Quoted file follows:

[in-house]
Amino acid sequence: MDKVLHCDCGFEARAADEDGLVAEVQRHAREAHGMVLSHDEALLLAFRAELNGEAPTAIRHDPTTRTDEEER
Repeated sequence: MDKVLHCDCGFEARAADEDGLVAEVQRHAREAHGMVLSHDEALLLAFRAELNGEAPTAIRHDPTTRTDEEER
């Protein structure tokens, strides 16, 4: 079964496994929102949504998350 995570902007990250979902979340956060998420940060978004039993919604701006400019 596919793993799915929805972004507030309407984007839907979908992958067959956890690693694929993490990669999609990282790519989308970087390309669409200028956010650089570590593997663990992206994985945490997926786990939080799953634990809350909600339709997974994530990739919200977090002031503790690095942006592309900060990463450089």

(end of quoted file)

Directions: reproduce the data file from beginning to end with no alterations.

[in-house]
Amino acid sequence: MDKVLHCDCGFEARAADEDGLVAEVQRHAREAHGMVLSHDEALLLAFRAELNGEAPTAIRHDPTTRTDEEER
Repeated sequence: MDKVLHCDCGFEARAADEDGLVAEVQRHAREAHGMVLSHDEALLLAFRAELNGEAPTAIRHDPTTRTDEEER
């Protein structure tokens, strides 16, 4: 079964496994929102949504998350 995570902007990250979902979340956060998420940060978004039993919604701006400019 596919793993799915929805972004507030309407984007839907979908992958067959956890690693694929993490990669999609990282790519989308970087390309669409200028956010650089570590593997663990992206994985945490997926786990939080799953634990809350909600339709997974994530990739919200977090002031503790690095942006592309900060990463450089």